Friday, August 24, 2012


I don't have to tell you I'm a sucker for tapas and Spanish cuisine.  I find them to be so much more than just small, tasty plates for sharing, but rather the center of great conversation and awesome drinks. There's nothing like nibbling on them while sipping some wine or sangria. While I was eating my way through D.C., I noticed this was the home to Jaleo, a popular and modern tapas restaurant, under the direction of renowned chef/owner Jose Andres. Chef Andres was named Outstanding Chef of the Year at the 2011 James Beard Foundation Awards and more recently, was included in Time Magazine's list of the 100 Most Influential People in the World. There are a total of three Jaleo restaurants in the D.C. area, (Downtown D.C., Bethesda, Maryland and Crystal City, Virginia) and one in Las Vegas. I had my adventures at the one located in Downtown D.C. at 480 7th St, NW.

The word "Jaleo" means "dance" "shouting" or "merry-making" in Spanish. There is a painting by an artist named John Singer Sargent called El Jaleo, which depicts a scene of a woman dancing flamenco in a room full of people either mesmerized by her dance or entranced in the strumming of their musical instruments. This painting serves as the inspiration for this place; even gracing its interior with a large mural reproduction. The decor of the restaurant is casual-chic with vibrant colors and over-the-top pieces such as a converted game table topped with a glass and used for dining.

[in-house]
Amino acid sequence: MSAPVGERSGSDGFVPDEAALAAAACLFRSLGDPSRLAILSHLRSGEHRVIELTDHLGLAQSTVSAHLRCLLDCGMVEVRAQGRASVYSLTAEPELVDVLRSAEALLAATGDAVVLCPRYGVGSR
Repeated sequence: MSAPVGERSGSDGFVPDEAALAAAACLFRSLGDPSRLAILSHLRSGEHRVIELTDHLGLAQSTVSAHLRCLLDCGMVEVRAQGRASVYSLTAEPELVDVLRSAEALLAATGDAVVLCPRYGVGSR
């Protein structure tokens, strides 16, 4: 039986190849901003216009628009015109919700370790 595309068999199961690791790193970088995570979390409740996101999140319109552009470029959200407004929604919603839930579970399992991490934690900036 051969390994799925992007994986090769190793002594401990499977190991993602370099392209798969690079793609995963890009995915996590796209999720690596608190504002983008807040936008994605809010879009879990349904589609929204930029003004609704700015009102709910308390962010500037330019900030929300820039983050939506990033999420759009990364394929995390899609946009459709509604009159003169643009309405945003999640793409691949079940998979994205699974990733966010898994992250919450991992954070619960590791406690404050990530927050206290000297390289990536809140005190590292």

iPad to browse drink menu

Red Sangria
Selection of Three Cheeses
Soon after we were seated, our server handed us an iPad, where we could browse Jaleo’s drink menu. I thought that was cool and pretty original. I ordered a glass of Red Sangria which was refreshing and sweet. With drinks in hand, we reviewed the food menu and I noticed that Jaleo offers a modern interpretation of traditional Spanish cuisine. Sounded exciting! We started off with a Selection of Three Cheeses: Idiazabal, Pasamontes Manchego and Cana de Cabra. I wanted to make sure I tried a variety of textures and flavor profiles. The Idiazabal was a smoked, nutty-flavored sheep's milk cheese which came paired with homemade quince paste. Quince paste is a thick jam also known as membrillo, made from quince fruits and having a sweet, slightly floral taste. The Pasamontes Manchego was sweet and tangy and paired with compressed apples in muscatel, and the Cana de Cabra was a soft, semi-sweet cheese, paired with raisin walnut bread and fig jam. Of the three, my favorite was the Cana de Cabra.

Savory Cones
Cold Melon Soup